For the past four years, Red has provided food to Villa de Ancianos to nourish 180 seniors who rely on this Center to provide food, shelter, medical care and a sense of community. Without the burden of finding and paying for food, the Center has been able to focus on what it does best: providing care for the elderly.

Women in many countries have little access to education and few opportunities to earn a living. Without a job, it is nearly impossible for a mother living in poverty to support herself and her family.

“Red’s food donations enabled us to save money and redirect funds to services that help our residents. We would never have been able to build our wonderful new assisted living facility without the food bank.” Adeline Arroyo, Director, Villa de Ancianos 8 / The Global FoodBanking Network

Banco de Alimentos de Guatemala is helping break the cycle of poverty and hunger by offering programs that teach women marketable skills, enabling them to earn a living wage. Women learn how to make and market products like jelly, chocolate and bracelets. The true end product is self-confidence and independence.


Alimento para Todos Kellogg Company of South Africa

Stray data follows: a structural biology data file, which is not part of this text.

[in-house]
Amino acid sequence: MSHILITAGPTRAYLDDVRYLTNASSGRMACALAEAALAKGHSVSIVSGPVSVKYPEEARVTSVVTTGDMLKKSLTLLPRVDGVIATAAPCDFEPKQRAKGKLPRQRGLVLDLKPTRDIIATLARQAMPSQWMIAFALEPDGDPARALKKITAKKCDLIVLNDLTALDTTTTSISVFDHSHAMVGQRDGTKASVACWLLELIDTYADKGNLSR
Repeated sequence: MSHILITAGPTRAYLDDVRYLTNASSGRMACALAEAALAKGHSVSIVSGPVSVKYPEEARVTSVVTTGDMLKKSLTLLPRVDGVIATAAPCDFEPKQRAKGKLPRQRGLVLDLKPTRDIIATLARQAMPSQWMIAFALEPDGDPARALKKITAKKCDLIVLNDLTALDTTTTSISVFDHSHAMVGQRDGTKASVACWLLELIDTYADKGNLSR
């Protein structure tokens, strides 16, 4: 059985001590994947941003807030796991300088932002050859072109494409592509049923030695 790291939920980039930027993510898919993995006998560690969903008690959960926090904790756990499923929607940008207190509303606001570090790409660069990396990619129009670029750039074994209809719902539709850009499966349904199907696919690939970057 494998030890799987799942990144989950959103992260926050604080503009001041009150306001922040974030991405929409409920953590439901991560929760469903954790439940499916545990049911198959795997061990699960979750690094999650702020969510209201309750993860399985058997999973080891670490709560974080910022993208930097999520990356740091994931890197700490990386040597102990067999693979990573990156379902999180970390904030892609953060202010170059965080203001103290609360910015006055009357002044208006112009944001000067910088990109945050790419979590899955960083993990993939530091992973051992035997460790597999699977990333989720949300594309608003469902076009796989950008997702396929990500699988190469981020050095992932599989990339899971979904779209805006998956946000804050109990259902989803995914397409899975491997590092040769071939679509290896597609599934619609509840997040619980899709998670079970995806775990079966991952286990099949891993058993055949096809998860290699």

GIVING CHILDREN A HEALTHY START AT LIFE

For students like Axel, Ian and Estev, the BackPack Program has been life changing. Each of the boys has grown physically, socially and academically since they began bringing home nutritious food for the weekend.

GFN and every food bank in our network place a high priority on nourishing and nurturing children to give them a chance to learn, grow and succeed.

The BackPack Program – Food for the weekend helps children succeed

Kellogg Company’s Breakfasts for Better Days™ – Food banks distribute 25,000 breakfasts to school children each day!

Each school weekend, 250 children in Mexico City receive backpacks filled with food thanks to the dedicated funding GFN received from the Abbott Fund, the foundation of the global healthcare company Abbott. These funds enabled GFN to make a grant to the Alimento para Todos food bank through GFN’s member Bancos de Alimentos de México (BAMX). This food nourishes the students, as well as their families, on weekends when they do not have access to food through school feeding programs. Since 2011, more than 19,000 backpacks have been distributed to children in Mexico through BackPack Programs.